Holographic imaging coming for COVID, other viruses

Knowing that antibodies as well as viruses bind to certain proteins in certain ways, scientists have come up with a technique to watch both sickness-signaling materials stick to microscopic beads prepared for the purpose.

When either of the signal materials coats a test bead by just a few billionths of a meter, the change tips off clinical diagnosticians equipped with holographic imaging tools.

The project behind the advancement was prompted by the COVID crisis and is described in a study published by the journal Soft Matter.

Physicist David Grier, PhD, of New York University and colleagues comment that their system, which uses laser beams to record holograms of their test beads, can help quickly perform biochemical testing that would augment conventional serological tests.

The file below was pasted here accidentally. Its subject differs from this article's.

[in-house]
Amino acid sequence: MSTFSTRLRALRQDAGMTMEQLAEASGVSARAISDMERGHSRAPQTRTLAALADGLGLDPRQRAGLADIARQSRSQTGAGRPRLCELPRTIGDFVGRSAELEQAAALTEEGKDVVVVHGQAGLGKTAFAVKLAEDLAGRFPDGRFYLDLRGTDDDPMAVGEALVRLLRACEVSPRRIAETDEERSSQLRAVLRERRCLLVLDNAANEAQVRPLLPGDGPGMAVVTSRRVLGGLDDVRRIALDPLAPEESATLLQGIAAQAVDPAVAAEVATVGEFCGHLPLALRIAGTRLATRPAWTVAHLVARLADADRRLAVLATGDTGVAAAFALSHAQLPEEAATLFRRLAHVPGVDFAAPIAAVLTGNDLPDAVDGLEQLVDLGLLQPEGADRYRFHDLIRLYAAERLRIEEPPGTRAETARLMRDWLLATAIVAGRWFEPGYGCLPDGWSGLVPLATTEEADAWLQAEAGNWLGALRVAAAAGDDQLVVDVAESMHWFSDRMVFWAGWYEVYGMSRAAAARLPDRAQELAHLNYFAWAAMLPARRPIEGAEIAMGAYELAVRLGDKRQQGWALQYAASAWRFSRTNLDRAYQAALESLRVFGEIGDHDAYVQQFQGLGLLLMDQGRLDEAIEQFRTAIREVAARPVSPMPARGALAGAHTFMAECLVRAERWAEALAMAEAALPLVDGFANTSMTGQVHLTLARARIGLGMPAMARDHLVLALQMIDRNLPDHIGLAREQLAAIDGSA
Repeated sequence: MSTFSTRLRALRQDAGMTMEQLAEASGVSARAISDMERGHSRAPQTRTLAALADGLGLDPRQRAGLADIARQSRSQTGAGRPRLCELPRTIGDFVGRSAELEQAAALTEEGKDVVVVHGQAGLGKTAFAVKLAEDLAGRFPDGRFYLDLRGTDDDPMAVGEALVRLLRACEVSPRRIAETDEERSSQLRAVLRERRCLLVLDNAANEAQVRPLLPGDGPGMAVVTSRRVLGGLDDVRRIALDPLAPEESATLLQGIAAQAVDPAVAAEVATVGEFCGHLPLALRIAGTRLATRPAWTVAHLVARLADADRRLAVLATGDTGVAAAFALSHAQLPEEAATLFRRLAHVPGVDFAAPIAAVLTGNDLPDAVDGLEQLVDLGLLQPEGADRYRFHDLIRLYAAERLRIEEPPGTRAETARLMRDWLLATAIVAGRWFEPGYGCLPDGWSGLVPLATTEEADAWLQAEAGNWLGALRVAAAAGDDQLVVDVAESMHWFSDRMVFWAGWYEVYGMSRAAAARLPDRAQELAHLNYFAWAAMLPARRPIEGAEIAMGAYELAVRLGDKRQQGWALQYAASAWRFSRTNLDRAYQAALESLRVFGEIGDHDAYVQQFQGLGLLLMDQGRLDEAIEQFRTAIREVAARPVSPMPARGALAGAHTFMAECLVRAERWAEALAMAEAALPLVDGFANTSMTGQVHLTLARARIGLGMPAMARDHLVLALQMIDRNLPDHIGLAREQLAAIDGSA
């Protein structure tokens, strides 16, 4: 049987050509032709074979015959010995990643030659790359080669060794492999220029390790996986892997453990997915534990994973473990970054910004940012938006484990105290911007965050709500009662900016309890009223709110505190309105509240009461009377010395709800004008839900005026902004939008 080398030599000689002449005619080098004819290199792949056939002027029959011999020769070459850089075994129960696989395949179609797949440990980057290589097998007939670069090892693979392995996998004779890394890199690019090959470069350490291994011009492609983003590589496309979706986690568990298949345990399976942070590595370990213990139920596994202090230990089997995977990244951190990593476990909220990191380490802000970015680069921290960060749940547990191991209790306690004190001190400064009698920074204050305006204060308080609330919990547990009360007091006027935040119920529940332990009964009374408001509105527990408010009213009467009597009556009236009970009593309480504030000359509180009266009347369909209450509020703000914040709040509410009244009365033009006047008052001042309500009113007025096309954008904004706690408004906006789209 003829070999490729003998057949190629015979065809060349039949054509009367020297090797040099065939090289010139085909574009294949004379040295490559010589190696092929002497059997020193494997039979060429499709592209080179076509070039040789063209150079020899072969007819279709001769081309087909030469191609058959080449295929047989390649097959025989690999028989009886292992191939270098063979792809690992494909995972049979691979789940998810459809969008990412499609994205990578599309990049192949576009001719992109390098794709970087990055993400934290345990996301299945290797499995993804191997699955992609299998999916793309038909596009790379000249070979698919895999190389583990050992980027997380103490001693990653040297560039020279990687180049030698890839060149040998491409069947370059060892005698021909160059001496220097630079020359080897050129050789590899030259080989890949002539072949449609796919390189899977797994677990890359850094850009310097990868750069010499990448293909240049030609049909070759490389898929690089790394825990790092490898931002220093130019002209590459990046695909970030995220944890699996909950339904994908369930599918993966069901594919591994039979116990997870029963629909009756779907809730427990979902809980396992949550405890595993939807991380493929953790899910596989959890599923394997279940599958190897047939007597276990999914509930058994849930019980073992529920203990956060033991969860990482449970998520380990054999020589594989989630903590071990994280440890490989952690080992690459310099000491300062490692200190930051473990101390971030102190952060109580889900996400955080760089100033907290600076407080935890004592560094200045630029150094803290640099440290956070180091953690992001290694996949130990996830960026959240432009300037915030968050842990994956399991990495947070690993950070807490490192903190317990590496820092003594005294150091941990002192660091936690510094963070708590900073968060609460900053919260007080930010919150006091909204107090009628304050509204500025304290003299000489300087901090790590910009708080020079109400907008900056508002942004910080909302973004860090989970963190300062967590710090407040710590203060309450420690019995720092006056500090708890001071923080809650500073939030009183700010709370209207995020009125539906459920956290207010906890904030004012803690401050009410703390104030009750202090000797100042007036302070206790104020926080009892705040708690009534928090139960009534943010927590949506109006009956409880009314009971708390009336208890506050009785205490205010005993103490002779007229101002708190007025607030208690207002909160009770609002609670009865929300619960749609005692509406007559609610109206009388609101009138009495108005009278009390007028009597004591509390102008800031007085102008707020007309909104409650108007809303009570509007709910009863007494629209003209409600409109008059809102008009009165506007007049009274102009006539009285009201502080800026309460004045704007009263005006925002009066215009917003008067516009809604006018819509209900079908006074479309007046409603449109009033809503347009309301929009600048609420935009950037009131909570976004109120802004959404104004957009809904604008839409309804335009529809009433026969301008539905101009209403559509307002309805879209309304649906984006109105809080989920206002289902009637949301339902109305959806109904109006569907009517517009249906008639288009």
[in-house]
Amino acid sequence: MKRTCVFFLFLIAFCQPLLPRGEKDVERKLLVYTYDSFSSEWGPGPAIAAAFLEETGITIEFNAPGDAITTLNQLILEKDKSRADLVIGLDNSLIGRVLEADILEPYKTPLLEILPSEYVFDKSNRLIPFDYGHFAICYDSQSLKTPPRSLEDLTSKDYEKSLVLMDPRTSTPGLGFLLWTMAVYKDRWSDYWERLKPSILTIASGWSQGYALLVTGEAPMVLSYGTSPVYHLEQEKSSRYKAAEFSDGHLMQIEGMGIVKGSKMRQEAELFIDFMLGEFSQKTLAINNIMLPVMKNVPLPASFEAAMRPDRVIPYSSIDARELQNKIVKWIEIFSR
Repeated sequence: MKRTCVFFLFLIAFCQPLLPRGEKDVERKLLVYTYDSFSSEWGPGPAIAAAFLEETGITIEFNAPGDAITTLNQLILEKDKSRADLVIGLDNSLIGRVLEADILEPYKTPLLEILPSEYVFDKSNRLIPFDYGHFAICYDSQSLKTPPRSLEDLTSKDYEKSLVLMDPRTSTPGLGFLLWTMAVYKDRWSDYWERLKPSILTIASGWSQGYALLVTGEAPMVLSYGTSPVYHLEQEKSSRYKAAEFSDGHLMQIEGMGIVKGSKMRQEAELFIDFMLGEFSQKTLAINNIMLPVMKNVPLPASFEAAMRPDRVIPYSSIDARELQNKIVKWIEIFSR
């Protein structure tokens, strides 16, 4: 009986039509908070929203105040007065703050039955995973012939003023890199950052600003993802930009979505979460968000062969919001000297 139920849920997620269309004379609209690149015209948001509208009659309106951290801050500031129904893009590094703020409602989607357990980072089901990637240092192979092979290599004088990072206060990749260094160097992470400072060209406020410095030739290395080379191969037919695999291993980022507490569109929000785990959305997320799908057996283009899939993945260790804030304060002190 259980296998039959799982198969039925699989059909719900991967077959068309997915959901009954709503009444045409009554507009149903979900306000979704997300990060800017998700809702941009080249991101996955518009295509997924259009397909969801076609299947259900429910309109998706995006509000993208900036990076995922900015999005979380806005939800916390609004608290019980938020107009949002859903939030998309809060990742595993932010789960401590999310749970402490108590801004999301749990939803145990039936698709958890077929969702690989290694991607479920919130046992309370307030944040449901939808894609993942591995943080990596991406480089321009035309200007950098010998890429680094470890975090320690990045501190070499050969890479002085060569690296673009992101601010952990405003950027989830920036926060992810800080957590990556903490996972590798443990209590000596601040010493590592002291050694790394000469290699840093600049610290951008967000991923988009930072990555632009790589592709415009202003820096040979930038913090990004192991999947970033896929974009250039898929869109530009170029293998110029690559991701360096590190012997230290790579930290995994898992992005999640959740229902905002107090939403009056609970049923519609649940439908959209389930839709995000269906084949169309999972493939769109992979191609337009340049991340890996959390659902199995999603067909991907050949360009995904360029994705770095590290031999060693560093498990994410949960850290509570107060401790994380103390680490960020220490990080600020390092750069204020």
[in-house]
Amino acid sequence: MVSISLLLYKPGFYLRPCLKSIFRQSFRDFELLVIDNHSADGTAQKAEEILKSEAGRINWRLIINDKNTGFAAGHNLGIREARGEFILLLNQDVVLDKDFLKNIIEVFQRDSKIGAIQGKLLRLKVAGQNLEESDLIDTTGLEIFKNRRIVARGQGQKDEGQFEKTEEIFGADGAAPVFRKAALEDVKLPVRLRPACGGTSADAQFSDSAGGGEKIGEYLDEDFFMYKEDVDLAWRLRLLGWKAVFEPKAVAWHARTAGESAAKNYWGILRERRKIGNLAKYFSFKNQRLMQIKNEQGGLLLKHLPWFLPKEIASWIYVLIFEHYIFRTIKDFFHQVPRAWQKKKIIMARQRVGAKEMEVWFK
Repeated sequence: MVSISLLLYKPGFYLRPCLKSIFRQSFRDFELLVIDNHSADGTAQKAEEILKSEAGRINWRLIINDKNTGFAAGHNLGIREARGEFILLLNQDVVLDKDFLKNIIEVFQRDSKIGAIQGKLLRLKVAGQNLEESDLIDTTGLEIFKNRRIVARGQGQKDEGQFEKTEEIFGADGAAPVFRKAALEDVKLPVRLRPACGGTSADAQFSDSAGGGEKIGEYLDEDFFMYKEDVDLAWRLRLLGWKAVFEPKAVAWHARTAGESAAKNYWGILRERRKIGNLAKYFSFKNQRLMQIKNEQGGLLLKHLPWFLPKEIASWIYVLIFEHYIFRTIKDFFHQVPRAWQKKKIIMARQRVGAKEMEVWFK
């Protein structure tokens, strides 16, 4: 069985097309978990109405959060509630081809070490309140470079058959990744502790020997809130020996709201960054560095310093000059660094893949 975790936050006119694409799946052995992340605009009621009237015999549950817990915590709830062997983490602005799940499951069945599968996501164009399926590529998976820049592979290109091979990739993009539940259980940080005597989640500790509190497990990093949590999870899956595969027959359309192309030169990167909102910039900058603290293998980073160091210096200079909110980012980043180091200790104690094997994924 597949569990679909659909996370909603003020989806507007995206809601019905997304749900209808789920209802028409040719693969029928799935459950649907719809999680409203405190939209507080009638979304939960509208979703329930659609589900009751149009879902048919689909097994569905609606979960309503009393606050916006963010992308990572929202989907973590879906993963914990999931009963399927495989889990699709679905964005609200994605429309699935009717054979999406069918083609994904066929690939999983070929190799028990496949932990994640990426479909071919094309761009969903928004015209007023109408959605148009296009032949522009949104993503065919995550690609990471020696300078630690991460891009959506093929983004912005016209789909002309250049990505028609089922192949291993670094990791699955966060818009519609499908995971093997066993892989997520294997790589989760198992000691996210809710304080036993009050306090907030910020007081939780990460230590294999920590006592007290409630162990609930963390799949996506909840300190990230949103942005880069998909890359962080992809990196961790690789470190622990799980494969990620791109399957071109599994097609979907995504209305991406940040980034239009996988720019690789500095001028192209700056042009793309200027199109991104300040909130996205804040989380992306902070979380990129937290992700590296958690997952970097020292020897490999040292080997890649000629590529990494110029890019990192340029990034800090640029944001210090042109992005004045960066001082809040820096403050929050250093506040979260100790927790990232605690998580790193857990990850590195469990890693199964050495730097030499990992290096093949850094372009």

In coverage of the development by NYU’s news division, Grier adds that the approach is based on physical principles that have never before been used for diagnostic testing.

“We can analyze a dozen beads per second, which means we can cut the time for a reliable thousand-bead diagnostic test to 20 minutes,” Grier says. “And we can measure those changes rapidly, reliably and inexpensively.”

NYU says the test could be performed by minimally trained personnel, underscoring that the method is effective for detecting both an active viral infection and antibodies, which signal immunity to a virus that’s recently been beaten back.